Earl Anders: A local gemAug 31st, 2012 | Category: Crafty
by Samantha Schuller
Earl Anders has got a lot of gems. And not just the sparkly kind; he’ll keep you rooted on the sidewalk in front of his farmers’ market booth for an hour with his stories, snippets of advice, and commiserations.
Anders, 83, has been an artist for 65 years. His stand at the Snohomish Farmers Market displays the work of a full-scope jeweler. “I can forge, cast, cut stone, bead, set jewels—just about the only thing I can’t mend is a broken heart,” he said smiling. Even that is doubtful—there are myriad hearts mixed in with the slew of tokens on his table. From delicate bow brooches, to old coins dangling on chains to charm bracelets tinkling with hand-cast animals, the collection of pieces Anders has ammassed seems to stretch the length and breadth of every aesthetic style.
He learned the trade of jewelry-making as a teen in high school, forced to take a crafts class to graduate. “I got bit by the bug,” he said shrugging. “It helped that the jewelry-making class was full of girls.”
Anders had found a life-long calling, following it in one capacity or another all of his adult life. After a decade in the military, the GI bill enabled him to attend UC Santa Barbara, a “hokey little new place,” where one day he sat in on a lecture by the visiting Albert Einstein. “I didn’t know what he was talking about, but I sure wasn’t going to miss it,” Anders laughed.
After earning an undergraduate and master’s degree in fine arts, Anders put his well-rounded jewelry skills to work, teaching his art form to high school students like the one he’d been—some boys forced there by counselors, no doubt, but also many teens over the years with a passion and talent for the art. “I’m proud to have taught the trade to so many females in the early days—it used to be that the big firms in New York were closed to women or to anyone they didn’t want to invite into their club,” Anders said.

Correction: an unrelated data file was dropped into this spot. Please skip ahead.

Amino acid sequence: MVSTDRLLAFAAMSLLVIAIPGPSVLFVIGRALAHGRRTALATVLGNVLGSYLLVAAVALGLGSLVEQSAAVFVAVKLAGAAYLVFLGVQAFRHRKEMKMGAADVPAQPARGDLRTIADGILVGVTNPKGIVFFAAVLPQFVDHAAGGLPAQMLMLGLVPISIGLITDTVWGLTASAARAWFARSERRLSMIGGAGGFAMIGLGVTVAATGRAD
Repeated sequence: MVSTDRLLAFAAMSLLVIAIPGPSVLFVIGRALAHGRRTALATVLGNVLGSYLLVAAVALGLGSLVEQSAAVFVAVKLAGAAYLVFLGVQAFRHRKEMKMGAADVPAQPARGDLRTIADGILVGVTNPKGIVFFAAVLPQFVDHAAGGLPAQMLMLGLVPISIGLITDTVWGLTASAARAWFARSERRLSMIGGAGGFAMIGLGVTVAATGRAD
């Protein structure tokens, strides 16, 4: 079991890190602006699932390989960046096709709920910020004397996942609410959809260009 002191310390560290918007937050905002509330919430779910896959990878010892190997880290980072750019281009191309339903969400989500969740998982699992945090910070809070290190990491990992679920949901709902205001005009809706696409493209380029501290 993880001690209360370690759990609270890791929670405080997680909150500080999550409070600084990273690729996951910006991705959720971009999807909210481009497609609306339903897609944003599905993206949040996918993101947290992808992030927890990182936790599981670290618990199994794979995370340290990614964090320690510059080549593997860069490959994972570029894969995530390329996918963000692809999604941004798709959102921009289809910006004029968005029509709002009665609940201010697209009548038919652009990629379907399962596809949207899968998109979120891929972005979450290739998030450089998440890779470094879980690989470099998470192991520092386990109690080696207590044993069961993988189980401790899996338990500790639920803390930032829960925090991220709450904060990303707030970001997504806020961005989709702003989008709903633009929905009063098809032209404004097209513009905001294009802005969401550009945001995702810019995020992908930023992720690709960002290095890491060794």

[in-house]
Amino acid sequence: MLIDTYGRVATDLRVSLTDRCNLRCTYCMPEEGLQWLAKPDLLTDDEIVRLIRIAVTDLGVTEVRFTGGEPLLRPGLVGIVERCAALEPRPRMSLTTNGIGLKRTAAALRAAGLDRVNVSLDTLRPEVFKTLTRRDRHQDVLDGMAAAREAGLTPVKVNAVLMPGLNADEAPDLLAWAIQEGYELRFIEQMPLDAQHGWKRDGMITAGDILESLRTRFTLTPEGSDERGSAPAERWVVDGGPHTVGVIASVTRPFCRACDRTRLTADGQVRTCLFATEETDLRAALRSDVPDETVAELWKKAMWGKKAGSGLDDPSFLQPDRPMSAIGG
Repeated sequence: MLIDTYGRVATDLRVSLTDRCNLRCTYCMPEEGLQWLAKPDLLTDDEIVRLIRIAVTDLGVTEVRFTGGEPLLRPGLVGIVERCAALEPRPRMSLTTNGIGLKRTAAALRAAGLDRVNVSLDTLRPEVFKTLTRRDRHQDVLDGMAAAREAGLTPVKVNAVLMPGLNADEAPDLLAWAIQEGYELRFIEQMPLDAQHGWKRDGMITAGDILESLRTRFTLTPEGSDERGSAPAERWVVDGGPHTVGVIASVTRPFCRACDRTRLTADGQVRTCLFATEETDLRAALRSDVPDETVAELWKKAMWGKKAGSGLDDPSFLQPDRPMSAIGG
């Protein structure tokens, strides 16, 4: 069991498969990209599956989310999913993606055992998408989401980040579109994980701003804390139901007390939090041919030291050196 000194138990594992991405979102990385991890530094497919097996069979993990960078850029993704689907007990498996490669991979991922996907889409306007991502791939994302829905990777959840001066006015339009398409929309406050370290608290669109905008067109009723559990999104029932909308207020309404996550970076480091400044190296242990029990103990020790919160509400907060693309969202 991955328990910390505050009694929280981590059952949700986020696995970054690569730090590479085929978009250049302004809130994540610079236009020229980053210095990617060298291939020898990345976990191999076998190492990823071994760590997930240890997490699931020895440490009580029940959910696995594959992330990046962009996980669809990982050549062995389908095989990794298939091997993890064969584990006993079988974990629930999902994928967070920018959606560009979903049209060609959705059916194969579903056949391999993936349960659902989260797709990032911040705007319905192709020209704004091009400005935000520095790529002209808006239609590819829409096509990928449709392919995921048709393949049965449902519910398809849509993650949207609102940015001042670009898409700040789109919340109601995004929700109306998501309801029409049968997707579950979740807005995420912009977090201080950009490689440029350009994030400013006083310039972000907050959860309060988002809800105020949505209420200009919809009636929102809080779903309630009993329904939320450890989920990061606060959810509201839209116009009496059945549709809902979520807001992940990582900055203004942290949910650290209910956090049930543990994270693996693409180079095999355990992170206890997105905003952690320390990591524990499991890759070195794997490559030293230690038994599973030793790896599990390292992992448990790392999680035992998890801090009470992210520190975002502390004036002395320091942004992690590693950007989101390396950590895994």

This kind of renegade spirit, with frugality and determination, has served Anders well over the years. “When you work for yourself, you know what industry is. You have a vested interest in seeing success, and no one’s going to make it for you. We need more entrepreneurs in this country right now.”
Indeed, Anders has been the proprietor of more small businesses than just his jewelry. After retiring, he and his wife raised pigs for 10 years, then owned a nursery for another decade. “It’s important to diversify. You have to find interests to keep you busy and happy. They give you a reason to live.” Anders smiled, saying he has enjoyed all of his occupations. “I get paid for my hobbies. Why gripe about hating your job? Go do something different,” he urged.
Anders has advice for wannabe entrepreneurs: “Plan well, educate yourself, and remember to be adaptable. Work hard, and stay with it long enough to get good.” He places a lot of stock in luck as well, but says, “I believe that you make your own luck. Keep your attitude positive and send your good intentions out there every day. I can’t prove it, but I believe that good things are bound to come back to you.”
Meet Earl Anders and see his work at the Snohomish Farmers’ Market on Thursdays from 3 p.m. to dusk, in downtown Snohomish at 1st and Cedar.
Published in the September 2012 issue of Grow Northwest magazine.